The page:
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fstream variable issue

Hi,
Do you know why the last value on my file is being printed twice?

Thanks for your help. data.txt
#include<iostream>
#include<fstream>

using namespace std;

int main(){
	ifstream f;
	f.open("data.txt");
	int x=0;
	while(!f.eof())
	{f>>x;
	cout<<x<<' ';
	cout<<endl;
	}


return 0;
}

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pgmerLA
Asked:
pgmerLA
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2 Solutions
 
Infinity08Commented:
>> Do you know why the last value on my file is being printed twice?

Because the end of the file is not reached until after trying to read past it.

The last line is read from the file, but it doesn't set the eof flag yet, so the code tries to read another entry, and that fails, so the eof flag is set, but you don't check the eof flag before printing out the data.

Either check eof before the cout (and end the loop if it's set), or use a line based approach by using getline to read the file one line at a time :

        http://www.cplusplus.com/reference/string/getline/
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sarabandeCommented:
you could simply code like

   if (f>>x)
      cout<<x<<endl;

note the additional space makes not so much sense if you do a new line after.

Sara
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pgmerLAAuthor Commented:
Hi Infinity08, could you write me a sample code?

Thanks.
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pgmerLAAuthor Commented:
Hi Sara,

how would I know it's the end of the file?
Can I use that for a very very long file?
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sarabandeCommented:
the f>>x would fail on eof. the problem is it also will fail if it reads not an integer.

to make it really safe you should apply infinity08's advice and read with getline. after that use istringstream to retrieve the integers:

      
ifstream f("data.txt");
	int x=0;
                     std::string s;
	while(getline(f, s))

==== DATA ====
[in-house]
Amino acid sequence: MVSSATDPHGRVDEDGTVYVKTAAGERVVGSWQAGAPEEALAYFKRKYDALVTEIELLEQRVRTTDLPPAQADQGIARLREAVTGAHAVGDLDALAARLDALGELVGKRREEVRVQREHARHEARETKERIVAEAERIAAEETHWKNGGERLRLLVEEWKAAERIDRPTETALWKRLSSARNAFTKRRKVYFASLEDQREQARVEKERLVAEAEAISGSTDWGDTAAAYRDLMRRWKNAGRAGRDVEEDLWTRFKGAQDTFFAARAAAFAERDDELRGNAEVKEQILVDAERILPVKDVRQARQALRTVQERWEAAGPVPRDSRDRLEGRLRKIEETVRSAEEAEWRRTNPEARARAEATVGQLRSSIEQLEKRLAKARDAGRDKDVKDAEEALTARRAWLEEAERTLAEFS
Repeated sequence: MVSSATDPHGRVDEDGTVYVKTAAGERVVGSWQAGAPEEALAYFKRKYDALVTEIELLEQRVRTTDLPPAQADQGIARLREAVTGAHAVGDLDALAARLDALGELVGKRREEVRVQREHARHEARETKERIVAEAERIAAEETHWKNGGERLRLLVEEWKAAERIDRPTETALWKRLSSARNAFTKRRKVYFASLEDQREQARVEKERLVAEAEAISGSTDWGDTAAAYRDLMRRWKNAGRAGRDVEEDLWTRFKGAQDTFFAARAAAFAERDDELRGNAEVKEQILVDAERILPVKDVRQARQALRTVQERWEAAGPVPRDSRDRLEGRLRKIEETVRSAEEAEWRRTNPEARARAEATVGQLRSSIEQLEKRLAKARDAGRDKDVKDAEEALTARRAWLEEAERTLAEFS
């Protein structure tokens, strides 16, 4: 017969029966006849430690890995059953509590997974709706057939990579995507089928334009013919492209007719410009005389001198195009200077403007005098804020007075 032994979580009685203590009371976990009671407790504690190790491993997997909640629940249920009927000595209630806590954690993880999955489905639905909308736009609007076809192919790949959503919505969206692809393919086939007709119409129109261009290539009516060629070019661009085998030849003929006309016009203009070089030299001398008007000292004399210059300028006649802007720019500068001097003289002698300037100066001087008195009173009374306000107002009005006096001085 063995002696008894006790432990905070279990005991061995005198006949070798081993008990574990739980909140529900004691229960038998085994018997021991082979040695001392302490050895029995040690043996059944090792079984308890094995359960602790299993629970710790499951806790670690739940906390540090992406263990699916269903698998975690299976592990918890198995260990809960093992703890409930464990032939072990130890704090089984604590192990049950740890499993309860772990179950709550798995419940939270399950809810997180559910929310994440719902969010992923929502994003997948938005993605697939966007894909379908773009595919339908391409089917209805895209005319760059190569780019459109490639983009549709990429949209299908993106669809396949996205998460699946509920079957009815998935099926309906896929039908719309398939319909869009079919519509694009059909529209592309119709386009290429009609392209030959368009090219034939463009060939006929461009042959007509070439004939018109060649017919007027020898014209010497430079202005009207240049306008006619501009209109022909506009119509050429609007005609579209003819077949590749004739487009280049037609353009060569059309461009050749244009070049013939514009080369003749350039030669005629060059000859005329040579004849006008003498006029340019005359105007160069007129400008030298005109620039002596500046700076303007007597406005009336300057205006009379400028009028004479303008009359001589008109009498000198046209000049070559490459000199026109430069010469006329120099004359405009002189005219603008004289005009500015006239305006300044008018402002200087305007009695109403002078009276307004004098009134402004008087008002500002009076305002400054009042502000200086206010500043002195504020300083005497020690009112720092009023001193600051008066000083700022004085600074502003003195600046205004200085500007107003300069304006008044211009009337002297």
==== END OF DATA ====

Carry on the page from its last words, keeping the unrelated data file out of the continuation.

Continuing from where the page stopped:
{
                            std::istringstream is(s); // seed with textline
                            while (is>>x)
	            cout<<x<<endl;
	}

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the above would read the whole textfile line by line. if a line contains alphabetics all numbers after were ignored, but the outer while loop doesn't stop, if not using stringstream the first non-integer would make the f stream fail and no further operation nor the check on f.eof() would succeed after. that means the loop goes infinite.

Sara
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sarabandeCommented:
yes you could use it for long textfiles as well. but you probably will do somewhat with the x numbers.

Sara
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Infinity08Commented:
>> Hi Infinity08, could you write me a sample code?

What would you like a sample code for ?

Do you understand what the issue is in your original code ? If not, please let me know which part of my explanation requires clarification, and I'll be happy to provide it.
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pgmerLAAuthor Commented:
I understand the issue.
Could you write me an example for : "Either check eof before the cout (and end the loop if it's set)"
Would I use a do..while loop in that case?
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Infinity08Commented:
You need to check if the eof flag was set after reading the data, but before trying to use the data. However you want to do that, works.

But what I was alluding to, was :

        while(!f.eof())
        {
            f>>x;
            if (f.eof()) break;
            cout<<x<<' ';
            cout<<endl;
        }

However, that still doesn't take care of all possible error cases, so I still recommend using getline to read the file line by line in a loop.
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pgmerLAAuthor Commented:
Thanks a lot guys!
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sarabandeCommented:
instead of

    if (f.eof()) break;

i would suggest

   if (!f) break;

that would cover both eof and fail condition.

Sara
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Infinity08Commented:
That line was specifically meant to get rid of the "last value on my file is being printed twice" problem. It was not a recommendation to actually use that in production code. My recommendation for production code, is to use a line-based approach using getline (see my previous posts).
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